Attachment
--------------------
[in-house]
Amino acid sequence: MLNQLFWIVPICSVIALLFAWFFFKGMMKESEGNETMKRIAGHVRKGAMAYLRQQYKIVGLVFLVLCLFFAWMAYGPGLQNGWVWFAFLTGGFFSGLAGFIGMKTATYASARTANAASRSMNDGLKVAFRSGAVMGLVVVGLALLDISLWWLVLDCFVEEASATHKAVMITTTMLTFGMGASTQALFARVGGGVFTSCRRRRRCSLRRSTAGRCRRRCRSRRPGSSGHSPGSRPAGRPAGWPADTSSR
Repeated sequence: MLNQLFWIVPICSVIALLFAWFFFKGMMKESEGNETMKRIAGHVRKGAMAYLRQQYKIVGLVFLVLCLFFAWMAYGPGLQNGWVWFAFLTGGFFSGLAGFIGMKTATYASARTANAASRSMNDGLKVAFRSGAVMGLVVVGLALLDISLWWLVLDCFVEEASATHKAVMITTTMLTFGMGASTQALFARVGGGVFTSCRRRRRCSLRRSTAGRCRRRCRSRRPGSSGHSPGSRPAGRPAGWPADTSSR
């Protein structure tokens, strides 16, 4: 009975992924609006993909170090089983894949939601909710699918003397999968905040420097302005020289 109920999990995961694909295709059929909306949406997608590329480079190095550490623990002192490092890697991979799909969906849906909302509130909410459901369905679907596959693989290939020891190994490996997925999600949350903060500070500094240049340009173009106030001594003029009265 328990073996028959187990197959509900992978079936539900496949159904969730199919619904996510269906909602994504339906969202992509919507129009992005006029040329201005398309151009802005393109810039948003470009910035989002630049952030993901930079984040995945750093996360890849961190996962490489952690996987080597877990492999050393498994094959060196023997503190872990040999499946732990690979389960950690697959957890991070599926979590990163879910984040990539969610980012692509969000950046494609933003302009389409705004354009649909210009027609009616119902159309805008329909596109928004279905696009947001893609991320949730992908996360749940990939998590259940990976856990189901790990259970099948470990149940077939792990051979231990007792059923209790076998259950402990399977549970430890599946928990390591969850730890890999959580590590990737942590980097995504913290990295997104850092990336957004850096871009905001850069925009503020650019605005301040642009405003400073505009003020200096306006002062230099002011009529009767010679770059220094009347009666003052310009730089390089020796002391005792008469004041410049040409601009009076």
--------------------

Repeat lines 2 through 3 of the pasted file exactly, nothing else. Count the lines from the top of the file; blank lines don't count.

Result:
Amino acid sequence: MLNQLFWIVPICSVIALLFAWFFFKGMMKESEGNETMKRIAGHVRKGAMAYLRQQYKIVGLVFLVLCLFFAWMAYGPGLQNGWVWFAFLTGGFFSGLAGFIGMKTATYASARTANAASRSMNDGLKVAFRSGAVMGLVVVGLALLDISLWWLVLDCFVEEASATHKAVMITTTMLTFGMGASTQALFARVGGGVFTSCRRRRRCSLRRSTAGRCRRRCRSRRPGSSGHSPGSRPAGRPAGWPADTSSR
Repeated sequence: MLNQLFWIVPICSVIALLFAWFFFKGMMKESEGNETMKRIAGHVRKGAMAYLRQQYKIVGLVFLVLCLFFAWMAYGPGLQNGWVWFAFLTGGFFSGLAGFIGMKTATYASARTANAASRSMNDGLKVAFRSGAVMGLVVVGLALLDISLWWLVLDCFVEEASATHKAVMITTTMLTFGMGASTQALFARVGGGVFTSCRRRRRCSLRRSTAGRCRRRCRSRRPGSSGHSPGSRPAGRPAGWPADTSSR